The Federal reserve announced Operation Twist, an action from 1961 where the Fed swaps out treasuries of short maturity lengths, for longer ones, all in an attempt to flatten, or twist the yield curve. From the Economist:
Operation Twist has long been considered a failure. Early studies found little impact on yields, vindicating those who argued that the price of a security depends only on expectations—of inflation, for example, or monetary policy—not its relative supply. Eric Swanson, an economist at the Federal Reserve Bank of San Francisco, disagrees. Previous studies, he reckons, didn’t properly isolate the influence of Operation Twist from countervailing factors. By studying the behaviour of bonds right around announcements related to Operation Twist, he concludes the programme lowered yields by 15 basis points in total.
From the FOMC statement:
The Committee decided today to extend the average maturity of its holdings of securities. The Committee intends to purchase, by the end of June 2012, $400 billion of Treasury securities with remaining maturities of 6 years to 30 years and to sell an equal amount of Treasury securities with remaining maturities of 3 years or less. This program should put downward pressure on longer-term interest rates and help make broader financial conditions more accommodative. The Committee will regularly review the size and composition of its securities holdings and is prepared to adjust those holdings as appropriate.
The move did immediately flatten the yield curve. The blow graph, from Bloomberg News, shows yesterday's yield curve (orange), versus today's (green).
But, wait for it....they are going to re-invest in those toxic assets, otherwise known as mortgage backed securities, or MBS related derivatives.
The Committee will now reinvest principal payments from its holdings of agency debt and agency mortgage-backed securities in agency mortgage-backed securities.
Supposedly this is to support low mortgage rates, yet, why MBSes have to do with lower mortgage rates, at least that's the sound byte. More, putting funds into MBS, or toxic assets, derivatives, should boost their price pushing out other investors in these risky investments. If you want to see an Economists' version of Rube Goldberg, or the most convoluted trickle upon excuse for buying Mortgage backed securities, read Forbes:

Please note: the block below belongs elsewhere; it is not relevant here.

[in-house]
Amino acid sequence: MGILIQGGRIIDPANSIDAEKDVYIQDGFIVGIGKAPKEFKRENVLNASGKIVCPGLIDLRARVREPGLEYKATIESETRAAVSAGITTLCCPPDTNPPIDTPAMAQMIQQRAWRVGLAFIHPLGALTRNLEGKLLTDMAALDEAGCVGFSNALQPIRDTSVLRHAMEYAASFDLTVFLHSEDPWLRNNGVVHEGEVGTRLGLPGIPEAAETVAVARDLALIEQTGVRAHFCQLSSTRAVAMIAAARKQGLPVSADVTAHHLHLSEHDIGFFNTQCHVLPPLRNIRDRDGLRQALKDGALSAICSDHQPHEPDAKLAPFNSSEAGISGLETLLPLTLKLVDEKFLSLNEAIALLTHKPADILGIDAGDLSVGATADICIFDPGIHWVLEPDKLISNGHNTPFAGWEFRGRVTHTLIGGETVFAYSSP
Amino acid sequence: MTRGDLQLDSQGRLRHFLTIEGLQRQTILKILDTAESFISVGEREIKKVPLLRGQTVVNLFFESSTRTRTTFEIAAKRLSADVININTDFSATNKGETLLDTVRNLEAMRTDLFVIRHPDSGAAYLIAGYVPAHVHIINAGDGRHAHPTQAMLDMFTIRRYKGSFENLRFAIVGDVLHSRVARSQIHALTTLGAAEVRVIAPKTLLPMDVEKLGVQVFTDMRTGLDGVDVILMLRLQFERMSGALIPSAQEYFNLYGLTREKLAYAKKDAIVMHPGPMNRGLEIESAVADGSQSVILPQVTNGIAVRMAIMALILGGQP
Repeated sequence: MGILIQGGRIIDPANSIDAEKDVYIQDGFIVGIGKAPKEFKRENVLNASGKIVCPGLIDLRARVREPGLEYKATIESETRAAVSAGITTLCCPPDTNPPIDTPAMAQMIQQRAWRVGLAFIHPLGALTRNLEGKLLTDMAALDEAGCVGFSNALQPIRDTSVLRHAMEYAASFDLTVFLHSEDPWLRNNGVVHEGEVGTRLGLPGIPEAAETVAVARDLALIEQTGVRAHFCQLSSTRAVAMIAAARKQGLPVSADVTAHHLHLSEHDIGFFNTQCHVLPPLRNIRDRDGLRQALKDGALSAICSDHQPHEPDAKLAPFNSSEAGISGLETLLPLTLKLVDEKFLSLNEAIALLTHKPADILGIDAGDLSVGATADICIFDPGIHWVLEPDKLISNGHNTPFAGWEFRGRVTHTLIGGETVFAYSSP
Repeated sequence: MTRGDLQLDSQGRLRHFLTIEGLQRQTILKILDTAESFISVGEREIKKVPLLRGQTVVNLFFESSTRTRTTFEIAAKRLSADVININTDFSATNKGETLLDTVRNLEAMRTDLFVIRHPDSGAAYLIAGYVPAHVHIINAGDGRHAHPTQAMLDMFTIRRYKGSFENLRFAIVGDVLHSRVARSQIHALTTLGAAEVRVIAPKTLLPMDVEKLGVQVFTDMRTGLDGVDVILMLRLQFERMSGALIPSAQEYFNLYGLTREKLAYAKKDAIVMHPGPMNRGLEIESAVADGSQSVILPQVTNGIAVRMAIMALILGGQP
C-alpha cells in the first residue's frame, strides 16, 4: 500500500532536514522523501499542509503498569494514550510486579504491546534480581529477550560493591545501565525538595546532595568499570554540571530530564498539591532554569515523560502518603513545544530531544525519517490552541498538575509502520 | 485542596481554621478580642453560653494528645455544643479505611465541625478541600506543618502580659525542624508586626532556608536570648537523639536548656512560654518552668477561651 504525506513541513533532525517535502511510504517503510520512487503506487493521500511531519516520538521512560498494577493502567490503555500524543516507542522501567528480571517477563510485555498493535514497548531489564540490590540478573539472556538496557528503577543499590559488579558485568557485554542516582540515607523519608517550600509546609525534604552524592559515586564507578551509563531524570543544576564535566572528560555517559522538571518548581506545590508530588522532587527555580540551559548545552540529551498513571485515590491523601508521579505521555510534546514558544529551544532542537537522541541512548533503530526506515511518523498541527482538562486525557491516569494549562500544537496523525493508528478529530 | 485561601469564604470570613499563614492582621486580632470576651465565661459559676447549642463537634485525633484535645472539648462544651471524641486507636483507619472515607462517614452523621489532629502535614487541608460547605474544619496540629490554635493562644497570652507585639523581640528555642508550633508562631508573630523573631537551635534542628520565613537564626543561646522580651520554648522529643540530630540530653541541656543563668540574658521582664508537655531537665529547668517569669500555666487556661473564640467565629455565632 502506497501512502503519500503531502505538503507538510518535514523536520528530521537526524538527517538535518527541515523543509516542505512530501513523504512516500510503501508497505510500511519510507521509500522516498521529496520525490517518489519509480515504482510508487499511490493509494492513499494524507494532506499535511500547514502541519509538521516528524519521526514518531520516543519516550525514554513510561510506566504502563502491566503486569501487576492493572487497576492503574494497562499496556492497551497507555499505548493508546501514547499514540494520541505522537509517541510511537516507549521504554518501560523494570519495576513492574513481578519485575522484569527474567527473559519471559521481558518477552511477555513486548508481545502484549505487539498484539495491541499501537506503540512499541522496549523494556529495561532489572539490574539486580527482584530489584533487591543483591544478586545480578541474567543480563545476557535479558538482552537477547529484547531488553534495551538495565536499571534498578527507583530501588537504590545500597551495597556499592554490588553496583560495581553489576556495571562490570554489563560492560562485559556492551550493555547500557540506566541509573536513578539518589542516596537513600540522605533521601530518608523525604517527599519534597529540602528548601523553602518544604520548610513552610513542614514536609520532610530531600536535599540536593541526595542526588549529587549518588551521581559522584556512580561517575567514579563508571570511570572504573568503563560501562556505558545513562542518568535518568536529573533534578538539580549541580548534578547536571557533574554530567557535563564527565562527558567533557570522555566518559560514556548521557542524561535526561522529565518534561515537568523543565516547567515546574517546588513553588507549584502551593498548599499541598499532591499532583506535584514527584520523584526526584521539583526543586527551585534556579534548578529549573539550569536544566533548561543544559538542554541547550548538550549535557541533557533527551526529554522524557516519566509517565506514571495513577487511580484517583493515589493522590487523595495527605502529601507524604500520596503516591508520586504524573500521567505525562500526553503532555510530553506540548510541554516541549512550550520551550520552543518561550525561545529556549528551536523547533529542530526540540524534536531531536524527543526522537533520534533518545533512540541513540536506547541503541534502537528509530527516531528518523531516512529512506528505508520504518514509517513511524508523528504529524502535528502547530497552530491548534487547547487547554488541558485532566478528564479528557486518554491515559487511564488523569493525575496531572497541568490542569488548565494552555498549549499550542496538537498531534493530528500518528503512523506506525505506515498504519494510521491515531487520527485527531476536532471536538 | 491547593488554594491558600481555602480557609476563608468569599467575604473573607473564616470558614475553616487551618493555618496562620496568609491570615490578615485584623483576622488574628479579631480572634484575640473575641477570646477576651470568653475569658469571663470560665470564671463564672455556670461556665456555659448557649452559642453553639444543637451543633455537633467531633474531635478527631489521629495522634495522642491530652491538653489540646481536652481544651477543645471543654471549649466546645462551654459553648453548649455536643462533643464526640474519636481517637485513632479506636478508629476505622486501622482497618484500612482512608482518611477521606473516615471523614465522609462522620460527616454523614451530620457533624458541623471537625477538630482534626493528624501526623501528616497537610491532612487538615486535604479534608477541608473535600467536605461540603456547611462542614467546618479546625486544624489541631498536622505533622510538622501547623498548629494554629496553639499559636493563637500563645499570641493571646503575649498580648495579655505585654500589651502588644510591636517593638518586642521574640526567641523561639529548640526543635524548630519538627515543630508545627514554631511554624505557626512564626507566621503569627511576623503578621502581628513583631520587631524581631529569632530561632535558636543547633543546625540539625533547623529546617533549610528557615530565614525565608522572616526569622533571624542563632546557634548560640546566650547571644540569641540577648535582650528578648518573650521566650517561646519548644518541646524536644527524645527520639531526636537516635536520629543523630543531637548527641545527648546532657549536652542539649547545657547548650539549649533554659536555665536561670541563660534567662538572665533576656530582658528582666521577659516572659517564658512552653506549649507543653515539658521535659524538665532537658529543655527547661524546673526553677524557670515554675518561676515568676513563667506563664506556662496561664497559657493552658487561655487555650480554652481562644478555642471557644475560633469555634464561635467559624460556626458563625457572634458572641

What the Fed is doing is flattening the yield curve in order to ease financial conditions and credit creation and shift capital “from investors and lenders to consumers.” The Fed has also pledged to provide additional support for mortgage markets by reinvesting agency debt and MBS directly into more agency MBS in the secondary markets, as opposed to putting it into Treasuries.
The idea is that in a consumer economy, shifting money into risky assets and from investors and lenders to consumers will spark consumption. A “portfolio balancing effect” should spark a “wealth effect” by which investment in productive, albeit risky assets, spurs job creation, rising wages, and aggregate (consumer) demand which in turn feeds the whole cycle.
But the theoretical approach is fundamentally flawed, according to Richard Bove of Rochdale Research. “By flattening the yield curve,” explains Bove, “Operation Twist reduces the incentive of the holders of funds to provide funds for production and real growth” by putting incentives in place for money to go short, not long.
Here's the FOMC vote breakdown:
Yeas: Ben S. Bernanke, Chairman; William C. Dudley, Vice Chairman; Elizabeth A. Duke; Charles L. Evans; Sarah Bloom Raskin; Daniel K. Tarullo; and Janet L. Yellen.
Nays: Richard W. Fisher, Narayana Kocherlakota, and Charles I. Plosser.
Politics are spilling over to the Fed and this article overviews the Republican bullying of the Federal Reserve.